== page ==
Terrance Louis ‘Punch’ talks about the Black Hippy Album that was never released and Kendrick Lamar leaving TDE.
In an interview with Mic, Punch talked about the his regrets on not pushing more for the Black Hippy album and what it meant having Kendrick Lamar at TDE and his last album with the studio.
Which TDE artists will we see new albums from in 2022? “Hopefully everybody,” Terrance said. “The pandemic gave us time to go deeper into the studio.”
Fans wanted a Black Hippy album for years — and despite all four of them loving each other and having creative chemistry, it never happened. How much of a goal was that when everyone was there?
We definitely wanted to do a Black Hippy album. But it was such a learning experience for us, everything was new. The timing never really panned out. When one guy would be recording his album, another guy would be on tour. Everybody was never in the same timeframe. So we didn’t want to hold back; we wanted to keep going and just push further into their individual careers. In hindsight, I wish I would’ve pushed the Black Hippy album more. That was always my goal, personally. You would have to ask everybody individually to see if that’s what their goal was.
Punch then goes on to talk about Kendrick’s migration from TDE into the projects Lamar wants to work on as an individual.
Kendrick’s next album is his final record with TDE. When did you guys realize that he was ready to leave?
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I don’t even know if I would describe it that way as ready to leave, as more so ready to build his own thing. That’s a grown man right now. We watched him grow from a teenager up into an established grown man, a businessman, and one of the greatest artists of all time. So how long do you actually be signed up under somebody? It’s been almost 20 years. So it’s time to move on and try new things and venture out. He’s doing a great job developing Baby Keem. It’s always been there, but now it’s just time and space where he can actually do it. It’s a beautiful thing to watch because that’s something that started with what we built in the beginning. To see it blossom, it’s a full-circle moment.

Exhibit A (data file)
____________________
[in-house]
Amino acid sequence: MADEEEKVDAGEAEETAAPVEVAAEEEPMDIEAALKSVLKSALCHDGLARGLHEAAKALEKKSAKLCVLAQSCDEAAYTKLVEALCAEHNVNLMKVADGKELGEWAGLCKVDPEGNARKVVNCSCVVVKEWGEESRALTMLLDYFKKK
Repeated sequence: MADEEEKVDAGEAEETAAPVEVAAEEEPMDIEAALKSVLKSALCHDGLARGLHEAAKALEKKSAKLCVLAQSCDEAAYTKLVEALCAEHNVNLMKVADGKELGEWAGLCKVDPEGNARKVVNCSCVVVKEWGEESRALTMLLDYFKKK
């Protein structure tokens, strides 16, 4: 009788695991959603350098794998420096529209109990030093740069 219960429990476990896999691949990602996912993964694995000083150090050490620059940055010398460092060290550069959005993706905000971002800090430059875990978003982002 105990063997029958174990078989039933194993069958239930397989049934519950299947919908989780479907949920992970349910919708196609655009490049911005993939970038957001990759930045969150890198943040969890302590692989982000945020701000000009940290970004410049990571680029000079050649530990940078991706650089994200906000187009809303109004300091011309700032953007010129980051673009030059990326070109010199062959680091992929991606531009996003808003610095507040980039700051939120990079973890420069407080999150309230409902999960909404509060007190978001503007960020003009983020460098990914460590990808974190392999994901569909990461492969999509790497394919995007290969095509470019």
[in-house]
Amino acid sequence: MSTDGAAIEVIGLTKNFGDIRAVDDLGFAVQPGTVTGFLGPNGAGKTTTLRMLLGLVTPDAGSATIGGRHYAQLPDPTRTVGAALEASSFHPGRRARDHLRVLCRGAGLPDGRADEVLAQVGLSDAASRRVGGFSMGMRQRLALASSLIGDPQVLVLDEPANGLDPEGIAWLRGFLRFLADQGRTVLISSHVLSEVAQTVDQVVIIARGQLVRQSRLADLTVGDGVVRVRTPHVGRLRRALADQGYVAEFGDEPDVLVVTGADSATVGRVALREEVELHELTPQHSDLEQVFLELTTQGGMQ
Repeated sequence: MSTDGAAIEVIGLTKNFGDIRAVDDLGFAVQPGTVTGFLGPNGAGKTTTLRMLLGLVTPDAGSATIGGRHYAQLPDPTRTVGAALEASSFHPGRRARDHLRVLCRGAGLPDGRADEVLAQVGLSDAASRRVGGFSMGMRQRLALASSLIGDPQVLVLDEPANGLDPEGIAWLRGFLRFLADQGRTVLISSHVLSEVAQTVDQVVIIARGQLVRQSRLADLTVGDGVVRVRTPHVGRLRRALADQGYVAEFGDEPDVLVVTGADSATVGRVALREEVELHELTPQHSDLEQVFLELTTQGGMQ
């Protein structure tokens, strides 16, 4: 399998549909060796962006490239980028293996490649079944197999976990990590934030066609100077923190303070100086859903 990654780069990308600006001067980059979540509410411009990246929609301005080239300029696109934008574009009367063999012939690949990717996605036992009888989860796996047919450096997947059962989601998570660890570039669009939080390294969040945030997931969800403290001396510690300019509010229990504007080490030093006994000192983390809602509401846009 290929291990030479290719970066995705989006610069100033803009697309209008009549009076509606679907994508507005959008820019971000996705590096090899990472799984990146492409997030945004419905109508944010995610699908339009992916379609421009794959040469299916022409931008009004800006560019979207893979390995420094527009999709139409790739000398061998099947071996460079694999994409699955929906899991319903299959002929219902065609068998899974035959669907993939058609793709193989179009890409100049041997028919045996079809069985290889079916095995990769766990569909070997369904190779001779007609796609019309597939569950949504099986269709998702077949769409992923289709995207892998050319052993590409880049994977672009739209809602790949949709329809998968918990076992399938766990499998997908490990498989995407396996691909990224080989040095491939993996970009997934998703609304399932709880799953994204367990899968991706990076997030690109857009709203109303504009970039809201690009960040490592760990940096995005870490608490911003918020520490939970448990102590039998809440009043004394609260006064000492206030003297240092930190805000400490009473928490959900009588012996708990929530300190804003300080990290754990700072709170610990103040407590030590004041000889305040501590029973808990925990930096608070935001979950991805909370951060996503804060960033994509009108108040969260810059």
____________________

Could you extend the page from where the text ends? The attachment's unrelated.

Does this make the stakes feel different for his last album at TDE? Does that make anything about the creative or planning process feel different?
Yes, and no. It’s different now just because it’s different, not because it’s his last project. It’s just the evolution of where we are. Kendrick doesn’t need anybody in the studio to coach him and help him make an album anymore. He’s well capable of doing everything on his own. It’s just the timeframe that we’re in.